10 or so paragraphs

Hi; It’s me!

Yeah, it’s been a while, and I’ve been trying to put words to why that is, but the words aren’t coming. Yet, I must write. 

So far, 2017 hasn’t been a lot different from 2016. Hubby’s still employed, I’m working (2 part-time jobs), and the boy hates school. Nothing much has changed…and yet, some things have. 

I’ve been wanting to work on getting off of the antidepressants for a while, and apparently that time hasn’t arrived. As I sit here I think I am probably due for an increase.  

I haven’t gotten to get to any meetings to speak of, since I work so much on the weekend that by the time I get off (MAYBE) in time for Celebrate Recovery, I just want to get home and eat and then to bed. However, there are moments, too, when I think I’m squarely where I’m supposed to be, for now, even without gettign to church or meetings FOR NOW.

 I mean, I’m working at a “Home Improvement” store in the outside garden area on the weekends, and this week I begin my other part-time gig at the newly expanded Detox in a large town nearby. For the last 3 weeks, I’ve been in training M-Th, and the last 2 were spent earning a certificate that says I’ve been trained as a Peer Recovery Specialist! I’m only going to get 15 hours there, at the moment, but I am hopeful that it will turn into fulltime soon. 

I’ve been thinking about the impermanence in my life, lately, too… Why am I so used to letting go, of people, places, things, jobs, pets…? I don’t expect much of anything to last, really. It seems like that’s a symptom of PTSD, but I’m not sure. I notice the difference when I interact with folks who are more or less my age, and they’ve always lived within 100 miles of where they were born. They married once and  now,  20-30 years later, they have a family and are still happily wed. When someone talks about working in the same place for over 5 years, I get kind of lost. When they say 15-20-30 years, and they’re MY AGE, I just can’t wrap my head around it. 

 Anyway, I’m enjoying the people I work with at the Home Improvement store, and the customers are nice, too. The only real downside is that the lifting and loading of 20-50 pound bags of mulch, patio stones, and etc is making it difficult to ignore the scoliosis and the pain in my back. Being outside most of the day is good for me, I’m sure. I can’t remember the last time I was outside as much as I am there, and I like it! The flowers are all in bloom and the nursery is FULL, and I love seeing the incredible array of colors and shapes. The flowers range from the size of a pencil eraser to as big around as a softball, and the scent is almost intoxicatingly beautiful. Then there are the birds. 🙂

So, I think the problem I’ve had recently, which honestly began months ago, is that my insecurities about myself lead me to (or are caused by?) compare myself to others, and guess what? Yes, you’re right. They ALWAYS come out better than me. 

I have loved to people-watch since I was a teenager. Now I watch people to see how things are “supposed” to be done, like hair, clothes, makeup, social cues. I think it goes back to the idea of being a Pilgrim in this world that influences me to not get attached to trends, or celebrities, or…what have you. Does that make any sense?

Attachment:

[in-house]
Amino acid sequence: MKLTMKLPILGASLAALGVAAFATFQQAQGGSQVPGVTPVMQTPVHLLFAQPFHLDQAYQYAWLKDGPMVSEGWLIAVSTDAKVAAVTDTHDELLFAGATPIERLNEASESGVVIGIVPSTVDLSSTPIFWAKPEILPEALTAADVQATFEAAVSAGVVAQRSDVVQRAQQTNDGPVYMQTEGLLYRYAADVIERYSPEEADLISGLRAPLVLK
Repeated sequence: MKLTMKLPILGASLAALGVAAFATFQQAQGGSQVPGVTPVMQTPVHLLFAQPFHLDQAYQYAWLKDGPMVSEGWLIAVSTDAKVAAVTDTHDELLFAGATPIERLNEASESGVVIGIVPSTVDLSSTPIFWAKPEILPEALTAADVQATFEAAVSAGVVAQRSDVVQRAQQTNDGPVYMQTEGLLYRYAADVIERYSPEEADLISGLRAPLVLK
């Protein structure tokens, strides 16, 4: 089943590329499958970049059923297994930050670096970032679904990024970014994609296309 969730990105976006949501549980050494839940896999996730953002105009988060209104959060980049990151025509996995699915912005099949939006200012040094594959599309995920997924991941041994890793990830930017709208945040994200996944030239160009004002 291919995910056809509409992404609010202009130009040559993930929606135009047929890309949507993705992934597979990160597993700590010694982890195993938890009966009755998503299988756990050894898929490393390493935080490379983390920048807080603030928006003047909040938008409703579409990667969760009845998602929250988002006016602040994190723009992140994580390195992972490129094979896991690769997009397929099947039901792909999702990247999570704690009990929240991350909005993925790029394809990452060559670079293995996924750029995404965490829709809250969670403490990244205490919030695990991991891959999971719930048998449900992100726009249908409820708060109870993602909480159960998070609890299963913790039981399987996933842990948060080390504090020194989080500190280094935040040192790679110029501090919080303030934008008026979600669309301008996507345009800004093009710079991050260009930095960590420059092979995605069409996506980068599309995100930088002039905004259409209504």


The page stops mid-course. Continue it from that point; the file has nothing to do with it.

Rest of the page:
I’ve only begun trying to wear make-up again for the last yearr or so, after about a 25-year hiatus. Geez, the last time I looked in the mirror that often, there were NONE of the lines & wrinkles I see now. I am grateful to have lived this long, but I don’t know how I feel about AGING. 

So. That’s a lot of why I have been quiet of late. I don’t feel like I have anything encouraging or positive to say, so I stay quiet. Is that another result of the Social Media world – only showing our happy, and “UP” side? I know if I looked at most everyone’s Facebook pictures, I’d swear noone else has ever been depressed. I know that’s not the truth. Maybe a hiatus from FB/Twitter would do me good. I expect I’ll have some things to write about in the coming weeks…but for now, I’m just gonna keep on “working out my own salvation”, and see where He leads me next. 

I hope your Spring is bright and sunny. Here’s a picture of something from the Garden Center.  

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This could easily be you. Or me.

This story was from February of last year. 

http://wishtv.com/2016/02/04/addicts-discouraged-by-lack-of-options-for-uninsured/

And a year later, almost to the day:

http://whtv.com/2017/02/08/mother-of-fatal-od-victim-shares-story-in-hopes-of-helping-others/ 

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I’ve had people look at me strangely, even people who are in recovery, when I talk about how it disturbs me when relapse is treated like “no big deal.” Of course, it happens, but it DOESN’T HAVE TO. “Everybody relapses” is something that just makes my blood boil. Addiction is a progressive, fatal disease. 

When I got clean/sober, it wasn’t unheard of for a recent relapser to be told to SHUT UP during the meeting. “You obviously don’t know how to stay sober, so sit there and listen. You may hear something that will save your life.” I’ve heard of much “worse” things said or done, and the people who took suggestions eventually learned how to quit and STAY quit.

I was told similar things in early recovery. They hurt my feelings!! (Insert pouty emoji here) The truth will do that when you’re not used to it. That’s where I learned about caring enough to tell you the truth even if it pissed you off. I can live with you not liking me. If there’s a way that I can prevent or at least help to postpone that next drink/drug, I will do it. Like me or don’t.

The Old-timers weren’t there to make friends. They weren’t there to pat me on the butt & tell me everything was gonna be OK (if I wanted to hear that, I could get it at the bar). The Old-timers were there to carry the message.